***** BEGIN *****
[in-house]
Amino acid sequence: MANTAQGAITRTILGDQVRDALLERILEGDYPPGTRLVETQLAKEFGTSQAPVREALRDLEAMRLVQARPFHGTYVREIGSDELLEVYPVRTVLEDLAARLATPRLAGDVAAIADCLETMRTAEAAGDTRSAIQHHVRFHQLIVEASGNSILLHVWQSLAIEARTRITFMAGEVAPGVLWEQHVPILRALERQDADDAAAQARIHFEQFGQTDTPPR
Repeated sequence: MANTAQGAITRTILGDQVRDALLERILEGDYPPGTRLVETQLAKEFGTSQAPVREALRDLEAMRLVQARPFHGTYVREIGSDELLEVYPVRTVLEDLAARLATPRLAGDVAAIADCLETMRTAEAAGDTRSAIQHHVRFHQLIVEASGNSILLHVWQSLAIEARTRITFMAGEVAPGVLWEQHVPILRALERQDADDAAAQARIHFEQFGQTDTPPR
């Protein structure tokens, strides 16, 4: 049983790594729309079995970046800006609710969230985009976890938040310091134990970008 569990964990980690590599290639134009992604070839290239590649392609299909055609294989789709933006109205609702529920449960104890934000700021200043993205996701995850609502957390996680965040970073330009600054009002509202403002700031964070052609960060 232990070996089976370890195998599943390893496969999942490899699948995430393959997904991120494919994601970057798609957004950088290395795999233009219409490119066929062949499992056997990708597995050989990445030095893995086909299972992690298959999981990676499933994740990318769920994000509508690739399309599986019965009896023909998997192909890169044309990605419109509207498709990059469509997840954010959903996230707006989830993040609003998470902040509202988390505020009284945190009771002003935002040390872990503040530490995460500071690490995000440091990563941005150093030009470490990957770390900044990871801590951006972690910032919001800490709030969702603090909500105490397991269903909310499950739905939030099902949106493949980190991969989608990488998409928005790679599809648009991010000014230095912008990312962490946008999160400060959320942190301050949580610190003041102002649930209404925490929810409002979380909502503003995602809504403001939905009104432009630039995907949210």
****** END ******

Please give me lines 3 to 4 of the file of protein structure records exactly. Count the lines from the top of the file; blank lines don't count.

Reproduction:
Repeated sequence: MANTAQGAITRTILGDQVRDALLERILEGDYPPGTRLVETQLAKEFGTSQAPVREALRDLEAMRLVQARPFHGTYVREIGSDELLEVYPVRTVLEDLAARLATPRLAGDVAAIADCLETMRTAEAAGDTRSAIQHHVRFHQLIVEASGNSILLHVWQSLAIEARTRITFMAGEVAPGVLWEQHVPILRALERQDADDAAAQARIHFEQFGQTDTPPR
């Protein structure tokens, strides 16, 4: 049983790594729309079995970046800006609710969230985009976890938040310091134990970008 569990964990980690590599290639134009992604070839290239590649392609299909055609294989789709933006109205609702529920449960104890934000700021200043993205996701995850609502957390996680965040970073330009600054009002509202403002700031964070052609960060 232990070996089976370890195998599943390893496969999942490899699948995430393959997904991120494919994601970057798609957004950088290395795999233009219409490119066929062949499992056997990708597995050989990445030095893995086909299972992690298959999981990676499933994740990318769920994000509508690739399309599986019965009896023909998997192909890169044309990605419109509207498709990059469509997840954010959903996230707006989830993040609003998470902040509202988390505020009284945190009771002003935002040390872990503040530490995460500071690490995000440091990563941005150093030009470490990957770390900044990871801590951006972690910032919001800490709030969702603090909500105490397991269903909310499950739905939030099902949106493949980190991969989608990488998409928005790679599809648009991010000014230095912008990312962490946008999160400060959320942190301050949580610190003041102002649930209404925490929810409002979380909502503003995602809504403001939905009104432009630039995907949210």